You may have been hearing the term “presumed consent” or “opt-out” when it comes to organ and tissue donation around the world. Presumed consent is a donation system by which adults over the age of 18 are automatically considered willing donors of organs and tissues after death unless they have taken the necessary legal steps to “opt out.” The UK is the most recent country to adopt legislation that supports this.
The United States operates under an opt-in, first-person consent system
The United States operates under an opt-in, first-person consent system. This means individuals must actively sign up on the donor registry and, upon doing so, no further authorization is required when the decision of the donor is legally documented. In Colorado, an individual opt-ins to be an organ, eye and tissue donor when he or she signs up as a donor at the driver license office or online.
How do Coloradans feel about a presumed consent system?
Coloradans do not support a presumed consent system: Research commissioned in 2011 found that 56% of Colorado respondents were opposed to an “opt-out” or presumed consent system. Many respondents viewed this pronouncement as one deemed by the government, not one of their own choosing. This could spur many to opt out, not wanting to be mandated to be a donor, though not necessarily due to a lack of support or belief in organ and tissue donation.
What you need to know about Presumed Consent or Opt-Out:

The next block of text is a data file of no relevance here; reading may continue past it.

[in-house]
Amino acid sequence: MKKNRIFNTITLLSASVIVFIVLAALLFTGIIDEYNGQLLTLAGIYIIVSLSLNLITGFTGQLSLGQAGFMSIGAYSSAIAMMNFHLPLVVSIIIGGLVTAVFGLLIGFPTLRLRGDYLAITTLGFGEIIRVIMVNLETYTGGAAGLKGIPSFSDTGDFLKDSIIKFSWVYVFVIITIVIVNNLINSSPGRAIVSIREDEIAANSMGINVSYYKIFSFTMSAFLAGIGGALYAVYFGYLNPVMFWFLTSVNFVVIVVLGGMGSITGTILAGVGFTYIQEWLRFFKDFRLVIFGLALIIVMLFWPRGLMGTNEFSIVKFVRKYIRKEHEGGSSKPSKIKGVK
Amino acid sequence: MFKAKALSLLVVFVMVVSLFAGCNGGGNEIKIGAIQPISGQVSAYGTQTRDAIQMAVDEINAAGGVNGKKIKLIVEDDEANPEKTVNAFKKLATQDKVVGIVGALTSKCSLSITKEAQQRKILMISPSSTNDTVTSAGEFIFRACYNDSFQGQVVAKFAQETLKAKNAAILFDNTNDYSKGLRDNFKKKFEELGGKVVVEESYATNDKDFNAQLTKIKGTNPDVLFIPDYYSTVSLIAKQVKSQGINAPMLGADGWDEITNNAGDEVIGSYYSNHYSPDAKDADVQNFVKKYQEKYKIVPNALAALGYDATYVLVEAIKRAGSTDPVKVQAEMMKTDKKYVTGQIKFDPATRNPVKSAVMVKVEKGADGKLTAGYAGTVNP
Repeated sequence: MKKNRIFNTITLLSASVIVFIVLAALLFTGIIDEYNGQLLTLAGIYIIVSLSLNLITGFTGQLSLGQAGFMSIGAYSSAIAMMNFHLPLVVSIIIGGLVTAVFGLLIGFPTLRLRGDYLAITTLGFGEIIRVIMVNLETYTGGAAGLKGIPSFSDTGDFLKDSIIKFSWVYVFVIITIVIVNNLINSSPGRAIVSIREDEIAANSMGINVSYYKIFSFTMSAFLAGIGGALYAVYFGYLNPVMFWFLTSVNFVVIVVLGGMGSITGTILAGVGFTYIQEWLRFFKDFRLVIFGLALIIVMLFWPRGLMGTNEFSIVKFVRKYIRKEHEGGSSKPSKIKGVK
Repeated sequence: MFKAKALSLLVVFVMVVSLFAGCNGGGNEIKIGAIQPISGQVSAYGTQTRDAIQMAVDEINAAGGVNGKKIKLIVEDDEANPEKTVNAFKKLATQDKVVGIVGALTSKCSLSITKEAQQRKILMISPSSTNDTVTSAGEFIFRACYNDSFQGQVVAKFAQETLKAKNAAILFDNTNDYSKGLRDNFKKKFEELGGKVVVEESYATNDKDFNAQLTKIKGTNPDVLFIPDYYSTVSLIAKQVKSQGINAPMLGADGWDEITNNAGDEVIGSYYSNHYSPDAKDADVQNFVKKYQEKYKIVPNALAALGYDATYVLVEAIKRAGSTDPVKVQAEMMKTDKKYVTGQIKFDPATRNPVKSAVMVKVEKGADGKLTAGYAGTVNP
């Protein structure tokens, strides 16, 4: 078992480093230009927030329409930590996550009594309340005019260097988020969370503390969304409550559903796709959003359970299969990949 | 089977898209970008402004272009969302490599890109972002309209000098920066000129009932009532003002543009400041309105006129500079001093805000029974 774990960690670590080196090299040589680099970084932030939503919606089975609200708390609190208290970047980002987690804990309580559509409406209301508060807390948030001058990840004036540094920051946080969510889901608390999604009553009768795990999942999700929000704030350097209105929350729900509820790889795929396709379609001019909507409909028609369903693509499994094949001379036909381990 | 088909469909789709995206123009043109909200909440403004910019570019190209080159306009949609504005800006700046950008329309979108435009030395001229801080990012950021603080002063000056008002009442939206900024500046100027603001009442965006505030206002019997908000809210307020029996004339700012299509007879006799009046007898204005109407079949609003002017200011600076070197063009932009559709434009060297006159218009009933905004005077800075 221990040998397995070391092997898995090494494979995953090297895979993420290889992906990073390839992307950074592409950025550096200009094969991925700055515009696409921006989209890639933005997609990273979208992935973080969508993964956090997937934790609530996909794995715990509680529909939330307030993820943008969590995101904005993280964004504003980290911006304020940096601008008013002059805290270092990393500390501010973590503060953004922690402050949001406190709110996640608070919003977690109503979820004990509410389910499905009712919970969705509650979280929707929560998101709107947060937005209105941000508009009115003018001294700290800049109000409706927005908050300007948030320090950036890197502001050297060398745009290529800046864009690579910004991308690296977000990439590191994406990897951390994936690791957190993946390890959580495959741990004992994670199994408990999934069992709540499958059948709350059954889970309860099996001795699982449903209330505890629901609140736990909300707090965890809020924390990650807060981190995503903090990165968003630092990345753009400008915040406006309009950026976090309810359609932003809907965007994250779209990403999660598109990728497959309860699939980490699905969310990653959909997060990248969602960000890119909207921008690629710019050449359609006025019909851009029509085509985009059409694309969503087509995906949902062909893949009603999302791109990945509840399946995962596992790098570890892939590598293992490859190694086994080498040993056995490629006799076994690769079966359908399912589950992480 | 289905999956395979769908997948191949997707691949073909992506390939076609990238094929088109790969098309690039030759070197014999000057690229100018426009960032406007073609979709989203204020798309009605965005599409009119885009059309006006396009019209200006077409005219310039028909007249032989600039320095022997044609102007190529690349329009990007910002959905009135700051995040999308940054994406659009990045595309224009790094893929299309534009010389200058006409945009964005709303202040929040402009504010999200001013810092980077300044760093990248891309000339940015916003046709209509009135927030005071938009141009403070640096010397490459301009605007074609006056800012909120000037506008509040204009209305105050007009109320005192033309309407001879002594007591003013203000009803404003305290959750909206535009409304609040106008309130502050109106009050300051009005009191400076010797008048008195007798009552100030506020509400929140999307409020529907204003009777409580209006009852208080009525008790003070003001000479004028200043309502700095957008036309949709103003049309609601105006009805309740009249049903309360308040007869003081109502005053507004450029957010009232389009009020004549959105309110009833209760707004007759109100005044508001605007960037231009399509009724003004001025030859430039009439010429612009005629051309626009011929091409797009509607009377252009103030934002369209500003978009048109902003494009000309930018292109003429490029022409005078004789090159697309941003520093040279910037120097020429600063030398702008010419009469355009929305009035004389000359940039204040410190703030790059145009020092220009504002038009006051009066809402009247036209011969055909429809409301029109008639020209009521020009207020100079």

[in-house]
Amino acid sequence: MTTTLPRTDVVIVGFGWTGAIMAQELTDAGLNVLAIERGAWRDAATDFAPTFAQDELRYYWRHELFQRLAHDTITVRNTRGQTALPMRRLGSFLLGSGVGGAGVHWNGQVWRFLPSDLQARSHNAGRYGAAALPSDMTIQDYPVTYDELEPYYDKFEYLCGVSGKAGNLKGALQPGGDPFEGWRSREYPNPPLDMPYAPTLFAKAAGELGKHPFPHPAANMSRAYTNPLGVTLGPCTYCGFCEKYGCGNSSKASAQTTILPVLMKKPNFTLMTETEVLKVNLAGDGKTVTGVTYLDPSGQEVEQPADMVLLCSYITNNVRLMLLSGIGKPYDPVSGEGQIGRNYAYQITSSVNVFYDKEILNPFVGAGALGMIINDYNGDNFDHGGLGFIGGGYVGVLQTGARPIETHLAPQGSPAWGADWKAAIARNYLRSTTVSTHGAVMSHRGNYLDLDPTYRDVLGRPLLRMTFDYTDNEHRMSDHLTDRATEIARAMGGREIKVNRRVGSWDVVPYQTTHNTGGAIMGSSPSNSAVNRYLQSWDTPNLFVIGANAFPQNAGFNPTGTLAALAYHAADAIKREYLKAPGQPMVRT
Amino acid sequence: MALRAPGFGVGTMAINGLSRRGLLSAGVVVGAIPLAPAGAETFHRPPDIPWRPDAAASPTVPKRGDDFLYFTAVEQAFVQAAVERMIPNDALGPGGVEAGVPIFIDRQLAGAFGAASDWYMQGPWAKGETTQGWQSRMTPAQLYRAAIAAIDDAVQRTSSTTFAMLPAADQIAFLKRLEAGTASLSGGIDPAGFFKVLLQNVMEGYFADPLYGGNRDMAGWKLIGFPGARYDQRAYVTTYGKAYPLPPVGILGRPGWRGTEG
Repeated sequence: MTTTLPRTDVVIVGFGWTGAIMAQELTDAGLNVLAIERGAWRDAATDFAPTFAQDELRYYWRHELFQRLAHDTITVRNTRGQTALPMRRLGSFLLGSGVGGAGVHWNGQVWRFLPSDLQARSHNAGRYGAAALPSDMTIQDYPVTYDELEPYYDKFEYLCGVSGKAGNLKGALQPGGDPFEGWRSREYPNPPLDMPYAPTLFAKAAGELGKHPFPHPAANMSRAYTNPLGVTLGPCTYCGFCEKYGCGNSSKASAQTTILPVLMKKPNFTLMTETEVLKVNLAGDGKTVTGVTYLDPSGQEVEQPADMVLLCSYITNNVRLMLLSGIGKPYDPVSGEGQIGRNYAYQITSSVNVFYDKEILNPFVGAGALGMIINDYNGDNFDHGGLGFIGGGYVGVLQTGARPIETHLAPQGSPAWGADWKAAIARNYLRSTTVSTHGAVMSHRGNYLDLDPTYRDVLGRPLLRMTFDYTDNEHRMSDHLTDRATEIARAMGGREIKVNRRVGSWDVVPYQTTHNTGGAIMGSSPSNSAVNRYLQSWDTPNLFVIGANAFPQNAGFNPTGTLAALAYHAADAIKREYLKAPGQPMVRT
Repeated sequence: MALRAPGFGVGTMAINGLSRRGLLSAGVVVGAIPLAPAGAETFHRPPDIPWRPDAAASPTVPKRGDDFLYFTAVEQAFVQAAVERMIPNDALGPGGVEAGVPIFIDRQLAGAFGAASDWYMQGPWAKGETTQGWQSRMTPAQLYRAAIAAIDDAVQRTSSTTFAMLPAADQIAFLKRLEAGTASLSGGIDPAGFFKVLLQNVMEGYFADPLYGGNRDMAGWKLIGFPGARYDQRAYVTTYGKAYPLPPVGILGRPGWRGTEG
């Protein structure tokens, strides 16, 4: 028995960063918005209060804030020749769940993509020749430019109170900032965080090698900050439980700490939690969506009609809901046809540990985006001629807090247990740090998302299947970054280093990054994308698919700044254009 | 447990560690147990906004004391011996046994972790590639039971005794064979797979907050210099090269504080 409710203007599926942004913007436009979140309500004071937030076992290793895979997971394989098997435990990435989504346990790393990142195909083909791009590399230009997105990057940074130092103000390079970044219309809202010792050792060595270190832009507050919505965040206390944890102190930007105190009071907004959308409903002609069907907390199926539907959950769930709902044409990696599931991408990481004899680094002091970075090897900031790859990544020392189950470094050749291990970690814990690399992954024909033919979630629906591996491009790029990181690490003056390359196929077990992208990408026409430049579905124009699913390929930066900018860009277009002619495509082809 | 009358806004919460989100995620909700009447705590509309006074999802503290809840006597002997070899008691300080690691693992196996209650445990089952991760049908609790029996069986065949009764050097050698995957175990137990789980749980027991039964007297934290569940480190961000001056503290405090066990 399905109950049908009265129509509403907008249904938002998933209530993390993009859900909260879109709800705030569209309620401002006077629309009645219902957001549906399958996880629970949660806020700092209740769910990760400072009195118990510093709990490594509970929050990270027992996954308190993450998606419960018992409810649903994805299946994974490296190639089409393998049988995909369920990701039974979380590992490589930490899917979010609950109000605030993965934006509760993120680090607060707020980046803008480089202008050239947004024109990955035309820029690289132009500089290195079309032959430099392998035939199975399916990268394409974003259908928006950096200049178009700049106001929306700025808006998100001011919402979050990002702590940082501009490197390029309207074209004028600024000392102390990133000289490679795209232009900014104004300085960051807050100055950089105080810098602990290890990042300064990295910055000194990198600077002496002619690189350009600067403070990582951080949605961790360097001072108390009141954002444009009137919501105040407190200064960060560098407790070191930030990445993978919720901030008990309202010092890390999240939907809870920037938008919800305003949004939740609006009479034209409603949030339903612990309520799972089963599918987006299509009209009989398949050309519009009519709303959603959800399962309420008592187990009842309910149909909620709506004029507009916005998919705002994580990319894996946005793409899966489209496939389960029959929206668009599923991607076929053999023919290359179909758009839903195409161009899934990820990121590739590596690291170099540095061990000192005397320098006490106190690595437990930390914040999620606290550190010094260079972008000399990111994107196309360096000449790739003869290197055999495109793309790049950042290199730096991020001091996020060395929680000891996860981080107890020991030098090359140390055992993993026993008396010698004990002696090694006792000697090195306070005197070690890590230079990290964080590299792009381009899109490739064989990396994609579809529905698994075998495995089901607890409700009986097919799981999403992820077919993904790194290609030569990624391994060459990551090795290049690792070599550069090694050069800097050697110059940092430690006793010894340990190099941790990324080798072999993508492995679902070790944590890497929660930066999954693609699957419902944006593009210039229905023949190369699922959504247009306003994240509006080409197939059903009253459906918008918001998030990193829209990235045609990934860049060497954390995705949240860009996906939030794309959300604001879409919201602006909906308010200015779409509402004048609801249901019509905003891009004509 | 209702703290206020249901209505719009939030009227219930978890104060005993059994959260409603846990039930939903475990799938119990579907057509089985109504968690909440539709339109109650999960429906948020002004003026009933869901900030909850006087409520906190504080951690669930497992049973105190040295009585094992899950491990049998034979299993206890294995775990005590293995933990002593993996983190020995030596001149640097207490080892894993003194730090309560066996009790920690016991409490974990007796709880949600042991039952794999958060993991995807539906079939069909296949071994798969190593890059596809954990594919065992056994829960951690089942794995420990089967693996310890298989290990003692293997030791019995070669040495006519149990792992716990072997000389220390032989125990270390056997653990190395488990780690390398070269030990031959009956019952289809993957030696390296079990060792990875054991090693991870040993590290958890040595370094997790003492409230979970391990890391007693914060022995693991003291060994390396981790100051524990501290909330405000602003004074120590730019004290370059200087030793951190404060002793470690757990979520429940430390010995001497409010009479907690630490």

The idea of a presumed consent system may sound logical and the perfect way to address the rising need for organs and tissues for transplant. However, before you start advocating for it, here are a few facts about how a presumed consent system works and why it may not be the best idea for organ and tissue donation in the United States.
- No systems operate as true presumed consent models: While presumed consent has been enacted in several Western European countries, in practice most of these systems are implemented as family authorization, with families effectively able to override the presumption of consent.
- Presumed consent removes the opportunity for discussion with the family: Under the current opt-in system, organ procurement organizations have the opportunity to discuss donation with the family of any potential donor. In our area, authorization rates for organ donation are near 90%. An opt-out system would remove that opportunity for family discussion.
- Presumed consent is not in alignment with American legal principles: Generally, laws in our country are built heavily on the core concepts of individual rights and liberties. Presumed consent may be contrary to these fundamental legal principles. Although the idea of presumed consent may sound promising, a change of this magnitude may affect the public’s trust of the organ and tissue donation system.
- Opt-out or presumed consent would not make more organs available for transplant: Finally, data suggests moving to an opt-out system would not make more organs available for transplant in the U.S. Under our voluntary, opt-in system, more than 70% of Americans who meet the criteria to donate actually become organ donors after their death. This results in over 25 organ donors per million population, which is the second highest organ donation rate in the world. Major European countries with opt-out laws have donation rates that range from 11.4 to 20.6 organ donors per million, which is well below the U.S.
Want to learn more? Check out this recent piece in the Journal of the American Medical Association, “Success of Opt-In Organ Donation Policy in the U.S.“